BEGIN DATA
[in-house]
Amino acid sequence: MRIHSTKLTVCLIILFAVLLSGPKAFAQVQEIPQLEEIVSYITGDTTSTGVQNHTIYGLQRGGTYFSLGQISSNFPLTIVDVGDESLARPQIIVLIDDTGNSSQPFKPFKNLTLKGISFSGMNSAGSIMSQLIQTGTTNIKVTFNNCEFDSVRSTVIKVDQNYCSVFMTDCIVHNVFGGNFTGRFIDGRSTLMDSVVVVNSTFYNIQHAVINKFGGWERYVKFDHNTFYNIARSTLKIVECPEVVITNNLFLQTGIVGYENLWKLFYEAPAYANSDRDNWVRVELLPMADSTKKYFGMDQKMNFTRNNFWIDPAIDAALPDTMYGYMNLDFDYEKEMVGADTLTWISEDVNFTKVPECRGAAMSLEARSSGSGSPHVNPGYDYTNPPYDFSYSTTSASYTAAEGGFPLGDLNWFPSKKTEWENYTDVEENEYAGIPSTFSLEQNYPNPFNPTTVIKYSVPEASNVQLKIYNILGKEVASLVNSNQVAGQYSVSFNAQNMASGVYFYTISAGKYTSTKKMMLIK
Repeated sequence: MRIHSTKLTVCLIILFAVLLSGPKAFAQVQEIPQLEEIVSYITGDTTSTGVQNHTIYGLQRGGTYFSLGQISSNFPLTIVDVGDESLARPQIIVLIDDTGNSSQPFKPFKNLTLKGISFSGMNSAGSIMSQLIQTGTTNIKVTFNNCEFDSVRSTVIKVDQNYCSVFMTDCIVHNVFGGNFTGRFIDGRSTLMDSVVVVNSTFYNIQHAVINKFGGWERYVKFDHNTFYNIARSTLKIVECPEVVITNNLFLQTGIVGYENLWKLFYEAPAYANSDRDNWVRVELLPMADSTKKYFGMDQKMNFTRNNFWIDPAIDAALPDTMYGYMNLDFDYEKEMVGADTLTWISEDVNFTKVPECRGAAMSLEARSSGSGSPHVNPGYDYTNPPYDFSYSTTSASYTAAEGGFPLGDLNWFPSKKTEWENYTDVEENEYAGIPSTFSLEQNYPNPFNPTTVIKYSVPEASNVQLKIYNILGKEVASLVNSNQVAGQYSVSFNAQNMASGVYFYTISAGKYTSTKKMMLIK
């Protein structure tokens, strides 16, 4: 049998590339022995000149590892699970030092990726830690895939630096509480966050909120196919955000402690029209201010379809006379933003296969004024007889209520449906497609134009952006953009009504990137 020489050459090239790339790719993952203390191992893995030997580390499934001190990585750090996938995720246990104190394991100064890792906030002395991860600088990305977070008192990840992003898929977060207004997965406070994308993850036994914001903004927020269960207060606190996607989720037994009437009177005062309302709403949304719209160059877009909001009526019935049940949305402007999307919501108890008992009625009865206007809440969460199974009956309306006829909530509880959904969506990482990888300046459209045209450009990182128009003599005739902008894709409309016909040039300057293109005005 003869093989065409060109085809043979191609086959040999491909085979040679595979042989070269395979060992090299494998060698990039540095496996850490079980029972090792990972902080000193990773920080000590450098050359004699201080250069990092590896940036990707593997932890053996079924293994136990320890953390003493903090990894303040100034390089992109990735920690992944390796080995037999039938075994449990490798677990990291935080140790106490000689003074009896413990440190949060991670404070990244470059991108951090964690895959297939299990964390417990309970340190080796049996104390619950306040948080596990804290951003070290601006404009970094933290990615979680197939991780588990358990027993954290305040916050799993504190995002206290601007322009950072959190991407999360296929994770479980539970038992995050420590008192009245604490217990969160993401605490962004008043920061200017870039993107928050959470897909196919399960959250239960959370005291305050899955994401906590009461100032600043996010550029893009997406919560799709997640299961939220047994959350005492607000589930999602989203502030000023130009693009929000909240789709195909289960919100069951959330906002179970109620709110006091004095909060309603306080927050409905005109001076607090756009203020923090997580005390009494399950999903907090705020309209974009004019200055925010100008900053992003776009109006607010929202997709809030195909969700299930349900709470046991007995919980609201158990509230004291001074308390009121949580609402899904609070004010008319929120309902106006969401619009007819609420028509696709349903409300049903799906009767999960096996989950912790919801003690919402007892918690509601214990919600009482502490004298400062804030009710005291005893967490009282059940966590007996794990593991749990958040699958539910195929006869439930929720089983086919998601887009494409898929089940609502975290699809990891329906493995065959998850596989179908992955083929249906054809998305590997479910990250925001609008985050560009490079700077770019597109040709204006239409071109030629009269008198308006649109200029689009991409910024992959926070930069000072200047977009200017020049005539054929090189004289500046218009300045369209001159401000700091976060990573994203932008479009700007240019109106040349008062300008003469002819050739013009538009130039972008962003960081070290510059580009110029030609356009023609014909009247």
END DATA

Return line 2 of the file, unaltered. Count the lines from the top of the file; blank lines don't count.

Amino acid sequence: MRIHSTKLTVCLIILFAVLLSGPKAFAQVQEIPQLEEIVSYITGDTTSTGVQNHTIYGLQRGGTYFSLGQISSNFPLTIVDVGDESLARPQIIVLIDDTGNSSQPFKPFKNLTLKGISFSGMNSAGSIMSQLIQTGTTNIKVTFNNCEFDSVRSTVIKVDQNYCSVFMTDCIVHNVFGGNFTGRFIDGRSTLMDSVVVVNSTFYNIQHAVINKFGGWERYVKFDHNTFYNIARSTLKIVECPEVVITNNLFLQTGIVGYENLWKLFYEAPAYANSDRDNWVRVELLPMADSTKKYFGMDQKMNFTRNNFWIDPAIDAALPDTMYGYMNLDFDYEKEMVGADTLTWISEDVNFTKVPECRGAAMSLEARSSGSGSPHVNPGYDYTNPPYDFSYSTTSASYTAAEGGFPLGDLNWFPSKKTEWENYTDVEENEYAGIPSTFSLEQNYPNPFNPTTVIKYSVPEASNVQLKIYNILGKEVASLVNSNQVAGQYSVSFNAQNMASGVYFYTISAGKYTSTKKMMLIK